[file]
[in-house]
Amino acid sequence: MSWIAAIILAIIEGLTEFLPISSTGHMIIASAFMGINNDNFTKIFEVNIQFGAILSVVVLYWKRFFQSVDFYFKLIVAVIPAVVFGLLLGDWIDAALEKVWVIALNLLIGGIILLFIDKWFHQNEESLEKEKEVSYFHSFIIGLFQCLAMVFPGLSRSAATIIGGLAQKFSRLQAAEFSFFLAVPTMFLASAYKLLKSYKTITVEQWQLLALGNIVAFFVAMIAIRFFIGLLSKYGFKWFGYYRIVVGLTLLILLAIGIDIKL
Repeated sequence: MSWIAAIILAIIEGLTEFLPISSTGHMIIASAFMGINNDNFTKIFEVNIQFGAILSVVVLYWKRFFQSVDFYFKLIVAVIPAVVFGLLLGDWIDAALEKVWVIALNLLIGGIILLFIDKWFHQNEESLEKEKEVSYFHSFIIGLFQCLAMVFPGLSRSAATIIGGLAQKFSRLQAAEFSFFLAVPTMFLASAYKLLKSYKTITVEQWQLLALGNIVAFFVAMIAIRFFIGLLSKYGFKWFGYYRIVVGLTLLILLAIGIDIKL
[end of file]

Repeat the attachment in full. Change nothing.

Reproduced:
[in-house]
Amino acid sequence: MSWIAAIILAIIEGLTEFLPISSTGHMIIASAFMGINNDNFTKIFEVNIQFGAILSVVVLYWKRFFQSVDFYFKLIVAVIPAVVFGLLLGDWIDAALEKVWVIALNLLIGGIILLFIDKWFHQNEESLEKEKEVSYFHSFIIGLFQCLAMVFPGLSRSAATIIGGLAQKFSRLQAAEFSFFLAVPTMFLASAYKLLKSYKTITVEQWQLLALGNIVAFFVAMIAIRFFIGLLSKYGFKWFGYYRIVVGLTLLILLAIGIDIKL
Repeated sequence: MSWIAAIILAIIEGLTEFLPISSTGHMIIASAFMGINNDNFTKIFEVNIQFGAILSVVVLYWKRFFQSVDFYFKLIVAVIPAVVFGLLLGDWIDAALEKVWVIALNLLIGGIILLFIDKWFHQNEESLEKEKEVSYFHSFIIGLFQCLAMVFPGLSRSAATIIGGLAQKFSRLQAAEFSFFLAVPTMFLASAYKLLKSYKTITVEQWQLLALGNIVAFFVAMIAIRFFIGLLSKYGFKWFGYYRIVVGLTLLILLAIGIDIKL